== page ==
3. If , then return the tree consisting of the root only and stop. Otherwise, for each cycle  of  let  denote its length and draw a Polya tree  by an independent recursive call to the sampler . Make  identical copies of the tree  and connect their roots to the vertex  by adding edges. Return the resulting tree and stop.

A Boltzmann-sampler for is also explicitly described in [8, Fig. 14, (1)]. (Note that the exposition given there contains a typo, as it corresponds to attaching only one copy of each tree in Step .)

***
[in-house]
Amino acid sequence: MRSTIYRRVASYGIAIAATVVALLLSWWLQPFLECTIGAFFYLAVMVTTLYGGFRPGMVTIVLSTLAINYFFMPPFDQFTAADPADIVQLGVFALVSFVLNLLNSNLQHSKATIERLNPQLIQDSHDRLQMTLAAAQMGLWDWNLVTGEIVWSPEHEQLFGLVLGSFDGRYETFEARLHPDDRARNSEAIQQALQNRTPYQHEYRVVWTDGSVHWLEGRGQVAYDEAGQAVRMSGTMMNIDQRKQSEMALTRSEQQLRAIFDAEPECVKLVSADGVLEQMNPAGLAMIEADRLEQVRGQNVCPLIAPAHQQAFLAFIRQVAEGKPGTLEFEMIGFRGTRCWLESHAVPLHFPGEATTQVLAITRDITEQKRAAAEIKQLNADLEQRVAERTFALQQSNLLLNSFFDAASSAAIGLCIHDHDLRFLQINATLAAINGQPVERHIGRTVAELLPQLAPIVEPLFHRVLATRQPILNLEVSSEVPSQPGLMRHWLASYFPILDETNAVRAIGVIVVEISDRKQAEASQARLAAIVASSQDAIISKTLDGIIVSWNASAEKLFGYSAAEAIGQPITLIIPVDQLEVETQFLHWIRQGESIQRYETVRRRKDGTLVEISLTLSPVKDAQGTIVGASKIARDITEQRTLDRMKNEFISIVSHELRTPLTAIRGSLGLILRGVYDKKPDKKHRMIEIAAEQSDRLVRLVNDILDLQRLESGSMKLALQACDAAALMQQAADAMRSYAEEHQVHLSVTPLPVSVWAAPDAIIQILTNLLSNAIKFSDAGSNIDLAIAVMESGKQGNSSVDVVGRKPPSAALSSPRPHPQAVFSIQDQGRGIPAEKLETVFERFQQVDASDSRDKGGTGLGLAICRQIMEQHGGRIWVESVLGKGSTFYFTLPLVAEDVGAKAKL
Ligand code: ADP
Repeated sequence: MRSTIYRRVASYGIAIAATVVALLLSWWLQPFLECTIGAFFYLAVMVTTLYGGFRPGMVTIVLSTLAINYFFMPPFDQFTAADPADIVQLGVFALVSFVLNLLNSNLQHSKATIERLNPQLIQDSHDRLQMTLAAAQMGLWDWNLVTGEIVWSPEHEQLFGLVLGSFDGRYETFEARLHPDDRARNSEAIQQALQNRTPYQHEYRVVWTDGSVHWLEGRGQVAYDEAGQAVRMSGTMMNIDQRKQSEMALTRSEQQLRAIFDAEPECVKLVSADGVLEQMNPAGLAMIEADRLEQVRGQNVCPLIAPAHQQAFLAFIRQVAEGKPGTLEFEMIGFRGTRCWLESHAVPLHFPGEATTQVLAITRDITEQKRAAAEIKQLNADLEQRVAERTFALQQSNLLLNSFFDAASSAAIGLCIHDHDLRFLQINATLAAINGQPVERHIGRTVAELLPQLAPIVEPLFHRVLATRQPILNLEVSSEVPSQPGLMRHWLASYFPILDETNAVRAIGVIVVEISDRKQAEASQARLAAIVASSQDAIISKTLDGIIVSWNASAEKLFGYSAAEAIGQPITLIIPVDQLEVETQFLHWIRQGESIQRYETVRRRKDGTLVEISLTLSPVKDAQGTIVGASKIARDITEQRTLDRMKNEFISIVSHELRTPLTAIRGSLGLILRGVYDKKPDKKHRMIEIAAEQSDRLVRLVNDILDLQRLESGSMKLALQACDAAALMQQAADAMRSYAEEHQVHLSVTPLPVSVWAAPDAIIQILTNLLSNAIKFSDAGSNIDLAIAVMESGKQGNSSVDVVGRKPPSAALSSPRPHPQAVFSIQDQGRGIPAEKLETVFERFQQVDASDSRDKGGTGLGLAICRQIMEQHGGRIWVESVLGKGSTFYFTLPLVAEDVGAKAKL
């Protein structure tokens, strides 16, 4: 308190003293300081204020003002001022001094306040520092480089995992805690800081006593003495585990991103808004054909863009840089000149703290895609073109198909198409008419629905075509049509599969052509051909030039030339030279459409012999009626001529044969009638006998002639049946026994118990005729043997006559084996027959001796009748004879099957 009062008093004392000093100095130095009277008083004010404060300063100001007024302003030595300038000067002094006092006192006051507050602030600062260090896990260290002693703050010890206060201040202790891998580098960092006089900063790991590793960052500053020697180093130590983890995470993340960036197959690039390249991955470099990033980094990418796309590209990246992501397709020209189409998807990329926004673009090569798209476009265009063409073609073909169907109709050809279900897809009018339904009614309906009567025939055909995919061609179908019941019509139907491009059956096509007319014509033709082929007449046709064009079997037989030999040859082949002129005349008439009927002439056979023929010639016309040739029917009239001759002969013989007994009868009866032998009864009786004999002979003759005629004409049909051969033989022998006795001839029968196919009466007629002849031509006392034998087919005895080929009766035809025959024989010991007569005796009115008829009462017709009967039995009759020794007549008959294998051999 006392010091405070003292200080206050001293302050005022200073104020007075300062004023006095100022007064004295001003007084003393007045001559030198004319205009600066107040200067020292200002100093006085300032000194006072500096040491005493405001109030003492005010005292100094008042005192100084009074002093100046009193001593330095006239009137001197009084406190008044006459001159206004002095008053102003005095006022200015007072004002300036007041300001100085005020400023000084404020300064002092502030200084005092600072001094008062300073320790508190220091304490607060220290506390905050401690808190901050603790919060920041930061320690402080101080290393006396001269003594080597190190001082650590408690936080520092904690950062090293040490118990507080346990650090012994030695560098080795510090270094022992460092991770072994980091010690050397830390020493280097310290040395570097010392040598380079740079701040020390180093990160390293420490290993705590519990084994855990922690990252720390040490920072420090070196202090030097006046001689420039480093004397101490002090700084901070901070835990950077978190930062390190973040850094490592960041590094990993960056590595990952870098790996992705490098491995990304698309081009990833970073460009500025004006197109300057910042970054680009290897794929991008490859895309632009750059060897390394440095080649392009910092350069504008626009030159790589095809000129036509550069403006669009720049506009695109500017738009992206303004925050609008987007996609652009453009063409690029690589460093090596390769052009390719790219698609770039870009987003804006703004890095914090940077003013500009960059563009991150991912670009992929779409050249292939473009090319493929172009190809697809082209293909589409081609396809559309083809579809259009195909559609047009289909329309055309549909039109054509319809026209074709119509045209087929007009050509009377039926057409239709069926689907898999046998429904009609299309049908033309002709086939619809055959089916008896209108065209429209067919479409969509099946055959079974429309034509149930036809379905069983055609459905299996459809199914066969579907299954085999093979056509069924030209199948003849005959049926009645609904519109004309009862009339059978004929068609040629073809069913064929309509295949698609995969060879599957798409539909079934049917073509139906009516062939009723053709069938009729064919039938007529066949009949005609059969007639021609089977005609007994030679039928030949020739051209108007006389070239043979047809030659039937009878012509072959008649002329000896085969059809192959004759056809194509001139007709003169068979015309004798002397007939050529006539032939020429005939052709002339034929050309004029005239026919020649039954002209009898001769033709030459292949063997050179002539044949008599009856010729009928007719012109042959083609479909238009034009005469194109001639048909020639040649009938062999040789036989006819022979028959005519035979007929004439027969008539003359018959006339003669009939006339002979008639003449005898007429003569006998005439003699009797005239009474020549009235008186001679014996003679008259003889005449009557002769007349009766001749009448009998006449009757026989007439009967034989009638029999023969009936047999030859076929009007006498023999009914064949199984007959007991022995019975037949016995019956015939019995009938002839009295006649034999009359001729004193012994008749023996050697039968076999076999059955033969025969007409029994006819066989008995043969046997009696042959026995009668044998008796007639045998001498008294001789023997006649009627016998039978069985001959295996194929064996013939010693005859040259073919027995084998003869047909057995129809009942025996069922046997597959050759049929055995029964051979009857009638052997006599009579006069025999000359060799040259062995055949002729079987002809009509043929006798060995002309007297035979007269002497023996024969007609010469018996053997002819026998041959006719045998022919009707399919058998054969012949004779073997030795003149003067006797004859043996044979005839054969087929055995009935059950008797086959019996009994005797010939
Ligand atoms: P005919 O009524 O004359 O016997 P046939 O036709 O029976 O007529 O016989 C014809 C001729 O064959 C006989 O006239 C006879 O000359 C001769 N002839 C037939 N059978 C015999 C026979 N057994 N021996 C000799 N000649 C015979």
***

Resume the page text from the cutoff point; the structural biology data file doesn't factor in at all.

We would like to justify the above procedure by applying the rules in Section 3.4 for obtaining samplers for products and multisets. Indeed, the product rule states, that a sampler may be obtained by taking a root-vertex (which correspons to calling ), calling the multiset sampler , and constructing a tree by connecting with the root-vertices of the obtained trees. The rule for multiset classes yields a procedure for that involves calls to for several . If we interpret these calls as independent copies of Boltzmann distributed random variables, then the rules stated in Section 3.4 guarantee that the resulting random Pólya tree follows a Boltzmann distribution with parameter . However, this procedure is not ”explicit”, as we do not specify how to obtain these copies. Hence, instead, we interpret the indepent calls as recursive calls to our constructed procedure, i.e. each call corresponds to again taking a root vertex and choosing (independently) multisets from , which again may cause further recursive calls. This is similar to a branching process. Of course, we need to justify that this recursive procedure terminates almost surely and samples according to a Boltzmann distribution with parameter . This justification is given in [16, Thm. 4.2] in a more general context for classes that may be recursively specified as in (4.1) using operations such as products and multiset classes.